In our globalized world, climate change, economic collapse and all sorts of warfare (nuclear, biological, cyber, etc.) are viewed as the most terrible and frightening danger threatening our planet. But scientists recently pointed to an imminent threat that could wipe out the human race — the emergence of antibiotic-resistant bacteria or, simply, "superbugs."
Today, the United Nations General Assembly will dedicate a high-level meeting to the issue of "antimicrobial resistance". It would only be the fourth time that the 193 member states discuss public health. With about 700,000 deaths a year attributed to superbugs, including 23,000 in the U.S. alone, scientists believe it's an issue as pressing as climate change. By 2050, the yearly death toll could reach 10 million worldwide.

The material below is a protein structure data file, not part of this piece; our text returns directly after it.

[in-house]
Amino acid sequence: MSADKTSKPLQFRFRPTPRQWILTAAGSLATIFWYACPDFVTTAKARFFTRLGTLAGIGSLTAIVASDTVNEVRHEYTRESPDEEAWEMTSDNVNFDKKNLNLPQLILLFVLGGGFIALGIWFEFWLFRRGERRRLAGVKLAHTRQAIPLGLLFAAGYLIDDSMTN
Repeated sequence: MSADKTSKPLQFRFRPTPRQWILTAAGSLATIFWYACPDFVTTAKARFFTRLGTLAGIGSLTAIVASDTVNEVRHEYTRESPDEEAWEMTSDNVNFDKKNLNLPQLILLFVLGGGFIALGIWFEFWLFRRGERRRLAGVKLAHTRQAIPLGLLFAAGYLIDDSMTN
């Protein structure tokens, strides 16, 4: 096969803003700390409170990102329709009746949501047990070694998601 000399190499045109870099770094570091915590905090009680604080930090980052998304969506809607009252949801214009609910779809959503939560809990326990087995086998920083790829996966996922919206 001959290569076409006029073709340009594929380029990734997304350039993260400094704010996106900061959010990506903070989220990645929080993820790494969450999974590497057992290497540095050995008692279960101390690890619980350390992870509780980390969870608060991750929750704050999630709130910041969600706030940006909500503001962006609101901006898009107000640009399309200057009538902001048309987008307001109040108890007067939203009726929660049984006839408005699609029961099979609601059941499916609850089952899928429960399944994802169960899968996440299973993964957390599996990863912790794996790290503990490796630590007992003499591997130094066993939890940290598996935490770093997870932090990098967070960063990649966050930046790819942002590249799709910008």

An article published in Vox rightly warns that our consumption of antibiotics is "out of control," and not just to treat humans, but farm animals too. This bacterial evolution could make some diseases such as gonorrhea untreatable, reversing more than a century of medical progress. And it could have a bone-chilling effect on our economy. The World Bank in a report earlier this week warned that "drug-resistant infections could cause global economic damage on par with the 2008 financial crisis."
As pharmaceutical companies appear more worried about wrapping up big mergers, it's time for the UN to rise to the occasion, show its relevance, and lead the way.